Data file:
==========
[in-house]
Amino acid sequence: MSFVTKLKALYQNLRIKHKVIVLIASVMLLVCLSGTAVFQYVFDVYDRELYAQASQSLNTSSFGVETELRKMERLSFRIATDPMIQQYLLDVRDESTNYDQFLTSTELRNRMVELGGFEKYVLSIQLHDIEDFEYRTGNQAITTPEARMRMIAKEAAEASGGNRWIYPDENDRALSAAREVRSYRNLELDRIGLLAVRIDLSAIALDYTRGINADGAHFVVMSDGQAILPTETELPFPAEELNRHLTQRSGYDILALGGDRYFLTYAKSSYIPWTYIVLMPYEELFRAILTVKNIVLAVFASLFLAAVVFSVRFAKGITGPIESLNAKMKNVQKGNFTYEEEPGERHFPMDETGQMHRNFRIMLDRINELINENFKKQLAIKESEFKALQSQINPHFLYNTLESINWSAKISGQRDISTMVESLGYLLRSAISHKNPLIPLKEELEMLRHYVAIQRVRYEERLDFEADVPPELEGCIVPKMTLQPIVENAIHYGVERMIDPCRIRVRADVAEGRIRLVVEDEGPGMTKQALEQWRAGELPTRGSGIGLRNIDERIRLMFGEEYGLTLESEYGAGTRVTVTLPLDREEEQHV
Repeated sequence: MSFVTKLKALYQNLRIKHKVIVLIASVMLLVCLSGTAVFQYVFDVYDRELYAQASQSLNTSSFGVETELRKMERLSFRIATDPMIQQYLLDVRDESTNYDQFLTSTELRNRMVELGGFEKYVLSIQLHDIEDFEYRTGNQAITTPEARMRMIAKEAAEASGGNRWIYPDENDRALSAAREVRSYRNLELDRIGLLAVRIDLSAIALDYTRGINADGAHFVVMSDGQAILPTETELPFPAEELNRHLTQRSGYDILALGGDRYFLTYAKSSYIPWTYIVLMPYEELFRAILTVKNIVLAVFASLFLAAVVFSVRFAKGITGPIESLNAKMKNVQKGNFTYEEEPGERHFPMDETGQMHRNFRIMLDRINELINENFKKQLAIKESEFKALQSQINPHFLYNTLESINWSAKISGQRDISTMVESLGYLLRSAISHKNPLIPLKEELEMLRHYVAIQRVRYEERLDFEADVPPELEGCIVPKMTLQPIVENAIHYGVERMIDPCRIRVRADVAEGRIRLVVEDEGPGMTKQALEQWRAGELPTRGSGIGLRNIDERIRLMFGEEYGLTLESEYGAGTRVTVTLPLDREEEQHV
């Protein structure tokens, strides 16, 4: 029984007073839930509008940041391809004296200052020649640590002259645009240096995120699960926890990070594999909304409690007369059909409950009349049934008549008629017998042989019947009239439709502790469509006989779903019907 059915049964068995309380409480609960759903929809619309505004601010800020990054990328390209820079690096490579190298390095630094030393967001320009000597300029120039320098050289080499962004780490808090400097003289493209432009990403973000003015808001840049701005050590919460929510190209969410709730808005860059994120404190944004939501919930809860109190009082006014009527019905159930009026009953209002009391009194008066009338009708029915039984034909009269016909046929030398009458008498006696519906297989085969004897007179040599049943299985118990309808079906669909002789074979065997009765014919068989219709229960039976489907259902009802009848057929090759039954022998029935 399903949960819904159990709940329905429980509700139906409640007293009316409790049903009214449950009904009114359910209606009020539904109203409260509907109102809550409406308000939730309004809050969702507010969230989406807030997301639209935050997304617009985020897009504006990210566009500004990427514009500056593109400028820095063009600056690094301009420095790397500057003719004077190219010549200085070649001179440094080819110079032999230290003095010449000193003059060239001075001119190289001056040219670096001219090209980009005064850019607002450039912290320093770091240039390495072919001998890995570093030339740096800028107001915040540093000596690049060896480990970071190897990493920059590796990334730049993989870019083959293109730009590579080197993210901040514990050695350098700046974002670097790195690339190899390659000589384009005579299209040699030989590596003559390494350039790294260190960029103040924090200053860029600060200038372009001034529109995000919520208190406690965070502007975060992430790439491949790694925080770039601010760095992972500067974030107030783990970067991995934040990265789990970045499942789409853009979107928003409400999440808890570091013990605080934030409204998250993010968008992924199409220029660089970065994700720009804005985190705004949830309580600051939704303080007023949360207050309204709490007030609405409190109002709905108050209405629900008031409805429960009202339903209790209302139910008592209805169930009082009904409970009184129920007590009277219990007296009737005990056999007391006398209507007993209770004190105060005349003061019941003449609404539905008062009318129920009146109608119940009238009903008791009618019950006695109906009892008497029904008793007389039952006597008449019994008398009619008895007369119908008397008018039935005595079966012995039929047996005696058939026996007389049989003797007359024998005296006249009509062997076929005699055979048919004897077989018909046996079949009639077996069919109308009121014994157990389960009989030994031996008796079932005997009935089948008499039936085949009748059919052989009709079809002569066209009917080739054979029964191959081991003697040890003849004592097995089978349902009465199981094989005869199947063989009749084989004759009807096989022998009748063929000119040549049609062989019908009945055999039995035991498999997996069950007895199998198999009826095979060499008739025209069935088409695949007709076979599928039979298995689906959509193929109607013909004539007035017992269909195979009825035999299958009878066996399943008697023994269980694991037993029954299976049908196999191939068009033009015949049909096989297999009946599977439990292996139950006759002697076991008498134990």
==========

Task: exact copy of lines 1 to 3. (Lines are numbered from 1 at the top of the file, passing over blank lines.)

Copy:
[in-house]
Amino acid sequence: MSFVTKLKALYQNLRIKHKVIVLIASVMLLVCLSGTAVFQYVFDVYDRELYAQASQSLNTSSFGVETELRKMERLSFRIATDPMIQQYLLDVRDESTNYDQFLTSTELRNRMVELGGFEKYVLSIQLHDIEDFEYRTGNQAITTPEARMRMIAKEAAEASGGNRWIYPDENDRALSAAREVRSYRNLELDRIGLLAVRIDLSAIALDYTRGINADGAHFVVMSDGQAILPTETELPFPAEELNRHLTQRSGYDILALGGDRYFLTYAKSSYIPWTYIVLMPYEELFRAILTVKNIVLAVFASLFLAAVVFSVRFAKGITGPIESLNAKMKNVQKGNFTYEEEPGERHFPMDETGQMHRNFRIMLDRINELINENFKKQLAIKESEFKALQSQINPHFLYNTLESINWSAKISGQRDISTMVESLGYLLRSAISHKNPLIPLKEELEMLRHYVAIQRVRYEERLDFEADVPPELEGCIVPKMTLQPIVENAIHYGVERMIDPCRIRVRADVAEGRIRLVVEDEGPGMTKQALEQWRAGELPTRGSGIGLRNIDERIRLMFGEEYGLTLESEYGAGTRVTVTLPLDREEEQHV
Repeated sequence: MSFVTKLKALYQNLRIKHKVIVLIASVMLLVCLSGTAVFQYVFDVYDRELYAQASQSLNTSSFGVETELRKMERLSFRIATDPMIQQYLLDVRDESTNYDQFLTSTELRNRMVELGGFEKYVLSIQLHDIEDFEYRTGNQAITTPEARMRMIAKEAAEASGGNRWIYPDENDRALSAAREVRSYRNLELDRIGLLAVRIDLSAIALDYTRGINADGAHFVVMSDGQAILPTETELPFPAEELNRHLTQRSGYDILALGGDRYFLTYAKSSYIPWTYIVLMPYEELFRAILTVKNIVLAVFASLFLAAVVFSVRFAKGITGPIESLNAKMKNVQKGNFTYEEEPGERHFPMDETGQMHRNFRIMLDRINELINENFKKQLAIKESEFKALQSQINPHFLYNTLESINWSAKISGQRDISTMVESLGYLLRSAISHKNPLIPLKEELEMLRHYVAIQRVRYEERLDFEADVPPELEGCIVPKMTLQPIVENAIHYGVERMIDPCRIRVRADVAEGRIRLVVEDEGPGMTKQALEQWRAGELPTRGSGIGLRNIDERIRLMFGEEYGLTLESEYGAGTRVTVTLPLDREEEQHV